Friday, August 19, 2005

Back to School with Suzanne

I'm a unschooler at heart -- I see how much my kids learn just by living and by my providing them with books and toys to stimulate their interests and guide them in their learning.

Suzanne,5, has been very interested in writing recently -- I should say, in printing capital letters. We've got magnadoodles and paper and pens/crayons/pencils. We've got workbooks scattered around the house. She is doing a great job all by herself and is very motivated.

A friend was cleaning her closet and recently gave me several handwriting workbooks which I gladly took and handed over to Suzanne. The idea is she can work in them whenever she likes, however she likes.

Suzanne is not an unschooler at the moment. She wants school-at-home. "Teach me, mama!" Is her refrain. She wants me to walk her through the workbook. Egads! I HATE it. As a former honor roll student, I'm great at following directions. I could use a bit of work on free-thinking, but I'm a great direction follower. So, if the book says 'start at the top of the letter and make a downward stroke,' I'm going to get annoyed if Suzanne goes from bottom to top. I know I should work flexibility in, but I'm most flexible when I'm completely removed -- hence, my love of unschooling.

We'll work it out somehow, but right now, Suzanne has dictated to me a schedule as follows:

Morning: letters
Noon: numbers (printing numbers, I assume)
Afternoon: workbooks
Evening: encyclopedia and dictionary (I have NO idea what she means by this, maybe that she'll be reading them)

I'm worn out already.


clanlally said...

I've mentioned over on my blog that we have started breaking out Scrabble. After one game, we decided we need to get a dictionary. I went with the Merriam-Webster Collegiate. We try to involve Erin (4) as much as possible. We ask her about letters, we work on spelling and recognizing 3 letter words and she also flips thru the dictionary and asks about some of the drawings.

-your humble student :)

Anne Zelenka said...

When Henry was about Suzanne's age, he would get excited during the summers to do school at home. It never lasted very long though. But he'd come up with elaborate schedules.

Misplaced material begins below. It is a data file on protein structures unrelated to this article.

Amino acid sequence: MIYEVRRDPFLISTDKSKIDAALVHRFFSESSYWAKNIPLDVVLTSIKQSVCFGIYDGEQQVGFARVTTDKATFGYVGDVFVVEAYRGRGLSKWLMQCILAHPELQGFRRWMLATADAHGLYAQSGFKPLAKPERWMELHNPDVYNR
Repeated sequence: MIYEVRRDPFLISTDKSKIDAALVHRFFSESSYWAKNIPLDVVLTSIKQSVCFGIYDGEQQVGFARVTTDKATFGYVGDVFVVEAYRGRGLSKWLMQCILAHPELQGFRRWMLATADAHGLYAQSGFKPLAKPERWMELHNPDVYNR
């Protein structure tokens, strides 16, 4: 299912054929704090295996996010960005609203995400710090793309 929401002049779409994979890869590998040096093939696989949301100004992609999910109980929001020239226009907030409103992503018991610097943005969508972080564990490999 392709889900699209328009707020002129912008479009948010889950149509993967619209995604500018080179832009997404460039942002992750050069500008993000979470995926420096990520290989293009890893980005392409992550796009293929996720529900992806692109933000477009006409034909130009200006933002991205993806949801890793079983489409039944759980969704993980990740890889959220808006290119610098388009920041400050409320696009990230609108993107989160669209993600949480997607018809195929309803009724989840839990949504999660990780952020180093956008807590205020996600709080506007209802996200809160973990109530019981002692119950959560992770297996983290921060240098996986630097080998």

I love the "encyclopedia and dictionary" activity she came up with! No matter what it is, it sounds enriching.

Marjorie said...

Hi Mike, I saw your post on that, I'll go back and comment one of these days.

Anne, yeah, I don't know what 'encyclopedia and dictionary' involves but we have a children's Kingfisher encyc. and a Scholastic dictionary, so it must involve them.

For anyone reading, I recommend the Kingfisher books, I think they're really interesting.

madcapmum said...

Hi Marjorie!

I'm an unschooler at heart and "for real", too. Sounds like you've got a booky, organized type on your hands! I find in our house, the motivation for academics peaks and then plateaus; they leap forward in their comprehension, and then spend a month or two (or six) just digesting and applying.

I must say, though, that the onslaught of September really gets my "academic angst" rolling for a while, and then I settle down again. It seems to lessen every year, thank goodness!

purple_kangaroo said...

Boy, I can totally relate.

Marjorie said...

Hi there! DD seems to be calming down about her schedule, I think its because I was unwilling and unable to meet her demands througout the day that I sit with her while she did her workbook.

Dictionary and encyclopedia don't seem to have panned out.

I find Fall so exciting -- I enjoyed school, I love the crispness of fall, the possibility of it all. Now and then I get the 'academic angst' madcapmum mentions, but I call it UPA 'unschooler panic attack.' But my DD is only 5, there's just not much to get worried about yet. I have time to aclimatize.

H. Stallard said...

Having worked with young kids for 36 years, I finally realized that most of them learn things in spite of the teacher rather than because of the teacher. What difference does it make if she starts at the top, bottom, or middle of the letter as long as anyone who looks at it can read it.

Marjorie said...

Thanks, Harold. You're right, but its easy for me to get worried that we need to do what the book says or terrible things will happen. I figure that if writing from the top down is done because its the most comfortable or efficient, the kids will figure it out for themselves and I don't need to force them.

I appreciate your support, thanks for commenting!

dgm said...

Ha! Your admission about the anxiety you experience when not following directions to a T reminds me of my husband's angst when our daughter used to ask him to "play Playdoh." I noticed that he really dreaded it and when I finally asked why, he admitted that "when she mixes up the colors, it just makes me CRAZY! You can never get the original color back in the can." I reminded him that was part of the charm of Playdoh, then volunteered to be the Playdoh player.

Marjorie said...

I can't stand mixed-up Playdoh! I was vigilant with Suzanne that she not mix colors, with Gabrielle, I'm just tired out and realize we have so much playdoh that we can mix some. A very limited amount. And I can't watch while she does it....